International Journal of Ophthalmology Research


Bilateral Exophtalmy, Revealing a Lymphoma not Hodgkinien of the Coat Type

Mouzari Y, Ould Hamed MA, Zerrouk R, Elasri F, Reda K, Oubaaz A.

Introduction: The Non hodgkinien lymphma (NHL) orbital location is a rare tumor, difficult to diagnose. The mantle cell lymphoma represents 6% of cases of LNH B. We report a patient of 60 years with bilateral exophthalmia revealing a mantle cell lymphoma.

Clinical Observation: A man of 60 years ran for ophthalmological emergencies in an array of orbital cellulitis of the right eye. This swelling was that day, painful, inflammatory, axile, irreducible, and non-pulsatile, with limited horizontal movement of the eyeball. In general terms, the patient has axillary lymph nodes and supraclavicular without splenomegaly. A biopsy of the orbital mass produced by trans-conjunctival, concluded in a non-Hodgkin
lymphoma B type mantle (CD20 +, CD5 +, cyclin D1 +). The assessment of extension realized in the Hematology Clinic department shows that this is a mantle cell lymphoma NHL B stage (nodes above and below the diaphragm, bilateral eyelid damage, spinal cord and location). After 3 treatments Rituximab-CHOP and DHAP-Rituximab treatments 3, obtaining a complete remission.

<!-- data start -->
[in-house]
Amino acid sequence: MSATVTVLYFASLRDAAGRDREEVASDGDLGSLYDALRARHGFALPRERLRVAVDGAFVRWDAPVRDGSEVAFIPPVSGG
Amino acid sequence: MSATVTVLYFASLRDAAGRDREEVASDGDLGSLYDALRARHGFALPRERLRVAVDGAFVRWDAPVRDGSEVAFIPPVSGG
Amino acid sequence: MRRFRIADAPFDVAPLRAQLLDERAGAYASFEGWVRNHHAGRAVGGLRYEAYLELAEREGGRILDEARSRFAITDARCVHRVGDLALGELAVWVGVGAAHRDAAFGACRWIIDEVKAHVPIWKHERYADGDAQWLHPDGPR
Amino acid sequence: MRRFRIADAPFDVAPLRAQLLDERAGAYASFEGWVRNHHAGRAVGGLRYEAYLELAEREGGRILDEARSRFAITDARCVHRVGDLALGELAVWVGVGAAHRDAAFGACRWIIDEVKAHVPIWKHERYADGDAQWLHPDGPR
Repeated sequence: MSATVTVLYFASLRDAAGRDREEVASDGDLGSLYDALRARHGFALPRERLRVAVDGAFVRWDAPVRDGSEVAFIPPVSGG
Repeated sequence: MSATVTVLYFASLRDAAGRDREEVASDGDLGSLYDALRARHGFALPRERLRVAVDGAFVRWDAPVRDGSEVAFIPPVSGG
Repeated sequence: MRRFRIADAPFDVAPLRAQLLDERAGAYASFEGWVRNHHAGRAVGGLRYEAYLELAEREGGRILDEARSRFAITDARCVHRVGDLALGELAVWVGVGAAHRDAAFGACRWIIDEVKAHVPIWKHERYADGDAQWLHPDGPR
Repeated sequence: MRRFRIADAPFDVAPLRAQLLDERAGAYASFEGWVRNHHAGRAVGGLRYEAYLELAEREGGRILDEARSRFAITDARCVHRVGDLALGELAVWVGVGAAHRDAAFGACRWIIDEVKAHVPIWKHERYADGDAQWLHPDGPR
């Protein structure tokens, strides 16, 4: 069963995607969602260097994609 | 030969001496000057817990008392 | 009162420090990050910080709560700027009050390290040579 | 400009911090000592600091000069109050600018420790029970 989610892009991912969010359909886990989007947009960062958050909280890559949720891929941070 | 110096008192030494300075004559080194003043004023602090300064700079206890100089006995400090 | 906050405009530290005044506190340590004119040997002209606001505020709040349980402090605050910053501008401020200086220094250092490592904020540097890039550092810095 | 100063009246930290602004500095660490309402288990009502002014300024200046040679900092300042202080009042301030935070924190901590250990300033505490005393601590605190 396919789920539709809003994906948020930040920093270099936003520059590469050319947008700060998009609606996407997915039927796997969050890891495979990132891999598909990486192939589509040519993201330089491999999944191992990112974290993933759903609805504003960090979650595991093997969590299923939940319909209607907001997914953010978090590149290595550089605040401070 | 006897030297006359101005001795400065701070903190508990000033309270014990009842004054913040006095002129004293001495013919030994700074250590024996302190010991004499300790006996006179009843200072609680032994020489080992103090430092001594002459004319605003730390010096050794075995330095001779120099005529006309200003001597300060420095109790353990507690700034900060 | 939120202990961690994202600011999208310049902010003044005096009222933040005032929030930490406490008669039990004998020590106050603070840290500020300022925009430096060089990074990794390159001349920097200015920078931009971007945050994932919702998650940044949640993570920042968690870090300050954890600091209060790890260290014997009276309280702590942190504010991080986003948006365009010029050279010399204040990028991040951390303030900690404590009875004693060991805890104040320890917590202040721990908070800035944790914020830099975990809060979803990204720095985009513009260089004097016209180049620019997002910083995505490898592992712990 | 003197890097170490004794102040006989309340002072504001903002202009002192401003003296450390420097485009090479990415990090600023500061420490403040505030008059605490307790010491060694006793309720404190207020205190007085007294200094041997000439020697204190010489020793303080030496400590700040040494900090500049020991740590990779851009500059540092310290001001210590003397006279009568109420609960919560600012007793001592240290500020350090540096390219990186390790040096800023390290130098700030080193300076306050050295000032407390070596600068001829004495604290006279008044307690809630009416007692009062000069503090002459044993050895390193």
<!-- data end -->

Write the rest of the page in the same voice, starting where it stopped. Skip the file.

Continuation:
Discussion: The mantle cell lymphoma represents about 6% of NHL. Its incidence is estimated between 0.07 and three cases per 100 000 population per year. The geographical area and ethnicity shows a higher frequency in Caucasians than in African Americans. Ocular involvement in the NHL is a rare event, as evidenced by the limited number of cases reported in the literature. It may be opening that is the case of our patient, or alter the course of
lymphoma known.

Conclusion: The eye location of mantle cell lymphoma is a rare entity. The clinical picture of this location can be misleading, particularly that of orbital cellulitis. The tumor biopsy confirms the diagnosis. Despite the treatment
regimens, the prognosis of this type of lymphoma is reserved.